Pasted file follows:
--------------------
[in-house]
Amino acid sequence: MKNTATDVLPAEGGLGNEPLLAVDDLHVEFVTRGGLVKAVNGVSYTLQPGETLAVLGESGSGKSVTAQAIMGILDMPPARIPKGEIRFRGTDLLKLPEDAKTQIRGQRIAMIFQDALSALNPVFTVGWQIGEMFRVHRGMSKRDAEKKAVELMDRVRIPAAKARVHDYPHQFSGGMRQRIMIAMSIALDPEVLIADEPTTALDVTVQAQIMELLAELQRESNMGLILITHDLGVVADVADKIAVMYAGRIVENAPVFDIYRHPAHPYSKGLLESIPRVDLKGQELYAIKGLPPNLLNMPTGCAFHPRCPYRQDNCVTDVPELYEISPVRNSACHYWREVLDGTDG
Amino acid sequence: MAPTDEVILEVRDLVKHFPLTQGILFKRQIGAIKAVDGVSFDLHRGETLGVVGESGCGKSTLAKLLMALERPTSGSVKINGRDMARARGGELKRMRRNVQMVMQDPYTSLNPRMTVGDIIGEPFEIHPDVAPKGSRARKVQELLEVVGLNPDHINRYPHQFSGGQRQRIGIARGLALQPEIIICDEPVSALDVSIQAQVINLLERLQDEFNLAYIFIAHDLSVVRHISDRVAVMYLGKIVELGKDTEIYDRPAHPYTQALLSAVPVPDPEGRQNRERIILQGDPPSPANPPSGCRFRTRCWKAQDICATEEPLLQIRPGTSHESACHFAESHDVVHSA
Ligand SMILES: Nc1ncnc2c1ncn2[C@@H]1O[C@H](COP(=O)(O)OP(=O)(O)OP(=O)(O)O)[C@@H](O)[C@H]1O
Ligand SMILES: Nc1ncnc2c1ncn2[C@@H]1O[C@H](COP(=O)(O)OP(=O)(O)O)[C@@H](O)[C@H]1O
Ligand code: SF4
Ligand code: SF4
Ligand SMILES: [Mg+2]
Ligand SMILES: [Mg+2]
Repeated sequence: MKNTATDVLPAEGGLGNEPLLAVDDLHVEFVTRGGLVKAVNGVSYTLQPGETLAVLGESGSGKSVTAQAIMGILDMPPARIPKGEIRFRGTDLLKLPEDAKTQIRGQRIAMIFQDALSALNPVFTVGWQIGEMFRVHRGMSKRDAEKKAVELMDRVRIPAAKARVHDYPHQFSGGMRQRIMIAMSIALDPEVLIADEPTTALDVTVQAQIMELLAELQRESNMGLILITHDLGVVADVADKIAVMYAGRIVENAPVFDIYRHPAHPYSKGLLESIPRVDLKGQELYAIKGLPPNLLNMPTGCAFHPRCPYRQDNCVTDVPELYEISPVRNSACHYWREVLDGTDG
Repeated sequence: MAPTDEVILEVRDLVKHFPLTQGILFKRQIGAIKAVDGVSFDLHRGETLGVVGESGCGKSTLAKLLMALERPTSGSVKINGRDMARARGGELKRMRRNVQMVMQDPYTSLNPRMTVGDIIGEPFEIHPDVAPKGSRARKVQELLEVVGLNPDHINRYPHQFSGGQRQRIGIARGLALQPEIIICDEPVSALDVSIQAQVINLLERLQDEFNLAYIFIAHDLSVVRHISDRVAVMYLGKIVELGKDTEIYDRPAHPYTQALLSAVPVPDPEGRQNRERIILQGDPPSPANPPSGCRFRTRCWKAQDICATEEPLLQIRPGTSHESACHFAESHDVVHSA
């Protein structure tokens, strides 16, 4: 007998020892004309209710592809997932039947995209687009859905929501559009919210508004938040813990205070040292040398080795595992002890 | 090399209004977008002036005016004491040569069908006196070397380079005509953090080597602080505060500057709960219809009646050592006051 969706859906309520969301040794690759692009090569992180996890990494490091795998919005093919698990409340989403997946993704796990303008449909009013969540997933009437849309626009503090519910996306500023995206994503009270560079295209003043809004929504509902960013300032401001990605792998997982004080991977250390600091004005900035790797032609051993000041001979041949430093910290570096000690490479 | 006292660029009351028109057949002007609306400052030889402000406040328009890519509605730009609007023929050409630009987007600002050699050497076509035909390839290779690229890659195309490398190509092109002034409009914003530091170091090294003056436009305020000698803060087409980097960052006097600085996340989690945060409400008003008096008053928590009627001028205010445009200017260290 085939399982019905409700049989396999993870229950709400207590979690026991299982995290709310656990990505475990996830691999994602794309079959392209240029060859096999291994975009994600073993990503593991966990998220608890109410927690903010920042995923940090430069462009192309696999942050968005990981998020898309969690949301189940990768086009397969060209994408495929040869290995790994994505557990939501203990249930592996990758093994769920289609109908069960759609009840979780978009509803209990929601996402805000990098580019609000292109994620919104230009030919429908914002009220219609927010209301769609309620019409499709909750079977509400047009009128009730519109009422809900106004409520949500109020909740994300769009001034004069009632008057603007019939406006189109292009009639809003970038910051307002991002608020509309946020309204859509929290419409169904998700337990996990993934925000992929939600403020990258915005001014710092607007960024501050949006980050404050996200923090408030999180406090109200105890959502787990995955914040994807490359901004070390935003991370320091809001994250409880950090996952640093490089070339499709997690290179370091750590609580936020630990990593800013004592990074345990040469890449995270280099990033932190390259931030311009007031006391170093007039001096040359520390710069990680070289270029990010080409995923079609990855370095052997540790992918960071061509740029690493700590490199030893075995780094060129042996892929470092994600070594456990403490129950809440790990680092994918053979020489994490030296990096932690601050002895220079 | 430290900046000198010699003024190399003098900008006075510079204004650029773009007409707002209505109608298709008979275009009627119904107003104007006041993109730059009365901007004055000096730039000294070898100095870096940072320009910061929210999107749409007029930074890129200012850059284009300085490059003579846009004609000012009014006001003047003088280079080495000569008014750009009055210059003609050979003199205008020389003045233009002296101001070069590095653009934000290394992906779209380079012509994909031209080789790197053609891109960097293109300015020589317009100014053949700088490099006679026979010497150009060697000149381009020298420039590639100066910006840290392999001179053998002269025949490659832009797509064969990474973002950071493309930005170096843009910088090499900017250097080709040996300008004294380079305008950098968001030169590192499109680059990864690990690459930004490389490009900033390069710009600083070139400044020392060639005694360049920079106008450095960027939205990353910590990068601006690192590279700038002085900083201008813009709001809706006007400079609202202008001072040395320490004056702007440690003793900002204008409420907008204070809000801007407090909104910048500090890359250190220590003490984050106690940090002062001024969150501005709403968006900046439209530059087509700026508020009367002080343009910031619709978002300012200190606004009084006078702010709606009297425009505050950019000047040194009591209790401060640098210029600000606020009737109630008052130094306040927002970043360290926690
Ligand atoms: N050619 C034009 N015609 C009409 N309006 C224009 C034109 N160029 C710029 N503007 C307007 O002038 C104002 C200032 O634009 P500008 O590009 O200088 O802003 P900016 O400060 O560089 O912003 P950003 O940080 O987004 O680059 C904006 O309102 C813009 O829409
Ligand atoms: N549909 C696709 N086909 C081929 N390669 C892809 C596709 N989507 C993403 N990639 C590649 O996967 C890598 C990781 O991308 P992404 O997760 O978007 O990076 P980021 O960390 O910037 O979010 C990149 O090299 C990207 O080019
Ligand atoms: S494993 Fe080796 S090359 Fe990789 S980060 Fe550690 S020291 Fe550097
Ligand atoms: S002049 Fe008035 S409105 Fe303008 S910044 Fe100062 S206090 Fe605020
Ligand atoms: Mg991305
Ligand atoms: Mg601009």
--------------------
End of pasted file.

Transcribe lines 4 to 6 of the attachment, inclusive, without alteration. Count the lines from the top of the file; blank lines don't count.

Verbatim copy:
Ligand SMILES: Nc1ncnc2c1ncn2[C@@H]1O[C@H](COP(=O)(O)OP(=O)(O)OP(=O)(O)O)[C@@H](O)[C@H]1O
Ligand SMILES: Nc1ncnc2c1ncn2[C@@H]1O[C@H](COP(=O)(O)OP(=O)(O)O)[C@@H](O)[C@H]1O
Ligand code: SF4